Role of Sirtuin 1 in the phenotype and functions of dendritic cells in the context of transplantation of obese animals

Author(s): Jean de Lima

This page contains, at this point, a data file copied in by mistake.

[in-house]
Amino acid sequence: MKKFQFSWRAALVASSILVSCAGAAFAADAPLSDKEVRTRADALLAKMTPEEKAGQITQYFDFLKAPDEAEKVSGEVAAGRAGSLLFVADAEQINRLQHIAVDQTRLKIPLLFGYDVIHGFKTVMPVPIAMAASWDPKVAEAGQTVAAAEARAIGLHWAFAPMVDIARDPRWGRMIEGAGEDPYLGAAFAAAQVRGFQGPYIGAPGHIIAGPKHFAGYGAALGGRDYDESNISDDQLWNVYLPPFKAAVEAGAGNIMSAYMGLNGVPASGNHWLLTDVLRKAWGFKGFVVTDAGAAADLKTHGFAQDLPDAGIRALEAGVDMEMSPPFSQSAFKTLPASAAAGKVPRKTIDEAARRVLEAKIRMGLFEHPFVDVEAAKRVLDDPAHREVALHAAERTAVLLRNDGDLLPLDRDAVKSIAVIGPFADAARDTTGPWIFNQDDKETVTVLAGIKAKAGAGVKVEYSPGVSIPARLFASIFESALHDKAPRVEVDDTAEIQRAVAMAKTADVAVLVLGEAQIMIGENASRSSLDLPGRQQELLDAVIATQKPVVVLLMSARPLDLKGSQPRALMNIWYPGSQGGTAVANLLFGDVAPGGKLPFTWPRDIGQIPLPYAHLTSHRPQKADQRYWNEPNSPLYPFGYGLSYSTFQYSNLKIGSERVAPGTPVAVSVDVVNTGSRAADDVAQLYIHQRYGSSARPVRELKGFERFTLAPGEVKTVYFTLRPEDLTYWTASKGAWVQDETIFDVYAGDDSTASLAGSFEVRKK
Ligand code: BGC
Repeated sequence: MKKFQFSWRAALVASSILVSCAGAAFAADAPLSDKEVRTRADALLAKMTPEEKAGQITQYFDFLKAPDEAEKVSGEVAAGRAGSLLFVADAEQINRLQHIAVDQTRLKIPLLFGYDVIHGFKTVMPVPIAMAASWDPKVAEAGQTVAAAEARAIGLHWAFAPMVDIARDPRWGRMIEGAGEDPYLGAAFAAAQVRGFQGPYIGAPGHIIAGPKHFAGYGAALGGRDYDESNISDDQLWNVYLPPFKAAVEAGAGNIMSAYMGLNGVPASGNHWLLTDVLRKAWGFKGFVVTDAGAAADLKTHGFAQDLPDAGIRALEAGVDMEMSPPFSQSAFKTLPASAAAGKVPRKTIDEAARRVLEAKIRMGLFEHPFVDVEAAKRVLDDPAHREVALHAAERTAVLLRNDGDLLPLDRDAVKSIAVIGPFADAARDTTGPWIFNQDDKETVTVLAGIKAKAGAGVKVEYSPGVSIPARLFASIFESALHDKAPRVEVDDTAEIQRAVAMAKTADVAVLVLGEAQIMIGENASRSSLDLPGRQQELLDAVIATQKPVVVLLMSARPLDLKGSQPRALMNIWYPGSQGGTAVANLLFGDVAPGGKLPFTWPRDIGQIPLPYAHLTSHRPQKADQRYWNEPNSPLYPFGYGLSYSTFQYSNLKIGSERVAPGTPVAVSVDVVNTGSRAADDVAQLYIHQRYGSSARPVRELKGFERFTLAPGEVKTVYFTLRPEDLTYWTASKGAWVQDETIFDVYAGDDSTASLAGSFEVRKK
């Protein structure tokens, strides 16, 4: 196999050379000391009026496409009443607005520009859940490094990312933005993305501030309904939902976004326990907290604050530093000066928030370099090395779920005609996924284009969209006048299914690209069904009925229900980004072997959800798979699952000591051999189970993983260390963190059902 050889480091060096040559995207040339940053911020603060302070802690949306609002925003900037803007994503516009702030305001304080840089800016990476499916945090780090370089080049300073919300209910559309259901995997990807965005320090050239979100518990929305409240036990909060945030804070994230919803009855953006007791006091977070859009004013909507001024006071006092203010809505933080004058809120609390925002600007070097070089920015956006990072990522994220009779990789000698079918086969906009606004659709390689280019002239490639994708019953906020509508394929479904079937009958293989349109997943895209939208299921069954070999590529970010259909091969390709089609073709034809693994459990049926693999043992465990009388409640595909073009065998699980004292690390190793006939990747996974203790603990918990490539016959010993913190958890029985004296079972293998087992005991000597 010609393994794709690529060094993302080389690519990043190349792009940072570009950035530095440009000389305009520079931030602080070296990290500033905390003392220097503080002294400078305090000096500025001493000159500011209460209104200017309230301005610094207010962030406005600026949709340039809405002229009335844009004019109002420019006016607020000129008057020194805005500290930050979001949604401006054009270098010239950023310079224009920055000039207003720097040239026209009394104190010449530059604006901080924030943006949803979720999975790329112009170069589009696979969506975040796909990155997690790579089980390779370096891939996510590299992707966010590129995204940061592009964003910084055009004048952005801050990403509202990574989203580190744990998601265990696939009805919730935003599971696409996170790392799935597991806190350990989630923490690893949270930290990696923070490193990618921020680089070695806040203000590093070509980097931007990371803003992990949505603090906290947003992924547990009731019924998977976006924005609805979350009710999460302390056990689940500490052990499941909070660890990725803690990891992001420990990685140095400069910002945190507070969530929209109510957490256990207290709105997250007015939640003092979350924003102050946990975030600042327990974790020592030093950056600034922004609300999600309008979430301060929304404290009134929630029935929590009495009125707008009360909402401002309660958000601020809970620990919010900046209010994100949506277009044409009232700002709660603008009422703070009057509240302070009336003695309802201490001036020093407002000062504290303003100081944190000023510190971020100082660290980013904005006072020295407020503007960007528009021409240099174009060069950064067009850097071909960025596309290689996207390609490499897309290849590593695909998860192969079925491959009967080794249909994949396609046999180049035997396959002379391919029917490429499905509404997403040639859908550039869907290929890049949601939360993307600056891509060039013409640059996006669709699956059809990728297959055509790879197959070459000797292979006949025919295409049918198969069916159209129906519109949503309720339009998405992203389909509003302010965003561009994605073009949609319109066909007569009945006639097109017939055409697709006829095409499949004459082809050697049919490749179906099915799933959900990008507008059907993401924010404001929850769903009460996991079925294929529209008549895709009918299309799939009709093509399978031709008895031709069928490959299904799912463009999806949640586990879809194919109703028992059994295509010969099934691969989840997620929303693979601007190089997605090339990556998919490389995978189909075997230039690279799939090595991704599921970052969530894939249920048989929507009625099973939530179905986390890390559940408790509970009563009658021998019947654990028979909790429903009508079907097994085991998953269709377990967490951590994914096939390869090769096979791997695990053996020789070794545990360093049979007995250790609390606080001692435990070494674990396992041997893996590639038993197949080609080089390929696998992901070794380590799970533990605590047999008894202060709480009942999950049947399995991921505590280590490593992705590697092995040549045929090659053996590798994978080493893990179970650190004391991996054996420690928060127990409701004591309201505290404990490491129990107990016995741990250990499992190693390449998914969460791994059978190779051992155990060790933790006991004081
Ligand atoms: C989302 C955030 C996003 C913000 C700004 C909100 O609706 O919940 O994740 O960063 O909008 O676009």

Sirtuin 1 (SIRT1) is a class 3 Histone Deacetylase (HDAC3) that acts primarily by regulating T cell differentiation, proliferation and activation, therefore disable transcriptions of genes in Dendritc Cells (DCs) that are important for T cell activation and differentiation of effector cells in graft rejection and in other chronic infl ammatory processes like obesity. Therefore, our hypothesis that the obesity infl uences the differential expression of sirtuin 1 (SIRT1) in DCs, changing its phenotype and function, and thus T cell activation, exacerbating the allograft immune response. Thus, our goal was to specifi cally investigate the role of SIRT1 in the function, phenotype and the implications on DCs metabolism, and if it can affect T cell functions in the context of skin transplantation in obese animals. We saw the impact of absence of SIRT1 in the mitochondrial metabolism of DCs (by Seahorse technology) in animals with specifi c deletion of SIRT1 gene in DCs (CD11cCreSIRT1fl ox/fl ox). In addtion, we observed after treatment with a SIRT1 agonist (resveratrol, 50 nM) in Bone Marrow-Derived DC (BMDCs) incresead of protein expression of TGF-β, IDO and the decreased of costimulatory molecules (CD40, CD80, CD86) with parallel induction of SIRT1. In a hyperlipid diet-induced obesity (HFD) mode plus tranplantation, we observed that DCs from obese animals and with skin graft had the most lower SIRT1 expression and this led to a more pro-infl amatory profi le as well as less glycolytic metabolic profi le and relation with tryptophan metabolism, which is characteristic of a DC tolerance according to the literature. Based on the results obtained so far, we can suggest that increased expression of SIRT1 by resveratrol treatment leads to a more tolerogenic profi le in BMDCs and DC, which may infl uence CD4+ T cell proliferation and polarization and consequently an improvement in the graft acceptance in obesity